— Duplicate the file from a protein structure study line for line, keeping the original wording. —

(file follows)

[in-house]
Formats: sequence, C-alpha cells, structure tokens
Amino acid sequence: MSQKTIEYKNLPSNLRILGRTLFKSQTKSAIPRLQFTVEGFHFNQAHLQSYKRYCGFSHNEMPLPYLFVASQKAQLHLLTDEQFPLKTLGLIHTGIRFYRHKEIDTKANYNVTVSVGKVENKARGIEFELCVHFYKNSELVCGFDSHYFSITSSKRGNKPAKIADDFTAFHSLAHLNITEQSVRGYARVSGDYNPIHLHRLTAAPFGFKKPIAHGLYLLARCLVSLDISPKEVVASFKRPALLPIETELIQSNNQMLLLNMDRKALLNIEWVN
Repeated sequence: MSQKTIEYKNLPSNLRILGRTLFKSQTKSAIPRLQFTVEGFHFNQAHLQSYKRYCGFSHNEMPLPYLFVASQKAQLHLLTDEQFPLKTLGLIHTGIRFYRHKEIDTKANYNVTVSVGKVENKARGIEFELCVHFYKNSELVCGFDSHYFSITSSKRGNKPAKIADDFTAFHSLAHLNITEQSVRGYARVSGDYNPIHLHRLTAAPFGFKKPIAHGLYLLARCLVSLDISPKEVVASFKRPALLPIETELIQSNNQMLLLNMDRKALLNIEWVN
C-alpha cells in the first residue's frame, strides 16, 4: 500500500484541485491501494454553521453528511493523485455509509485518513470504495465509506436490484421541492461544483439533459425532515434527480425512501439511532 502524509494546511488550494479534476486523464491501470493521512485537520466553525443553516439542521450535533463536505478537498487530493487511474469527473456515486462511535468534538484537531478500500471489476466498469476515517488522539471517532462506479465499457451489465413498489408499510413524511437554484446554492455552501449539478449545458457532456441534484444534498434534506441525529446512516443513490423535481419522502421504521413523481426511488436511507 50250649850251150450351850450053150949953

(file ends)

[in-house]
Formats: sequence, C-alpha cells, structure tokens
Amino acid sequence: MSQKTIEYKNLPSNLRILGRTLFKSQTKSAIPRLQFTVEGFHFNQAHLQSYKRYCGFSHNEMPLPYLFVASQKAQLHLLTDEQFPLKTLGLIHTGIRFYRHKEIDTKANYNVTVSVGKVENKARGIEFELCVHFYKNSELVCGFDSHYFSITSSKRGNKPAKIADDFTAFHSLAHLNITEQSVRGYARVSGDYNPIHLHRLTAAPFGFKKPIAHGLYLLARCLVSLDISPKEVVASFKRPALLPIETELIQSNNQMLLLNMDRKALLNIEWVN
Repeated sequence: MSQKTIEYKNLPSNLRILGRTLFKSQTKSAIPRLQFTVEGFHFNQAHLQSYKRYCGFSHNEMPLPYLFVASQKAQLHLLTDEQFPLKTLGLIHTGIRFYRHKEIDTKANYNVTVSVGKVENKARGIEFELCVHFYKNSELVCGFDSHYFSITSSKRGNKPAKIADDFTAFHSLAHLNITEQSVRGYARVSGDYNPIHLHRLTAAPFGFKKPIAHGLYLLARCLVSLDISPKEVVASFKRPALLPIETELIQSNNQMLLLNMDRKALLNIEWVN
C-alpha cells in the first residue's frame, strides 16, 4: 500500500484541485491501494454553521453528511493523485455509509485518513470504495465509506436490484421541492461544483439533459425532515434527480425512501439511532 502524509494546511488550494479534476486523464491501470493521512485537520466553525443553516439542521450535533463536505478537498487530493487511474469527473456515486462511535468534538484537531478500500471489476466498469476515517488522539471517532462506479465499457451489465413498489408499510413524511437554484446554492455552501449539478449545458457532456441534484444534498434534506441525529446512516443513490423535481419522502421504521413523481426511488436511507 50250649850251150450351850450053150949953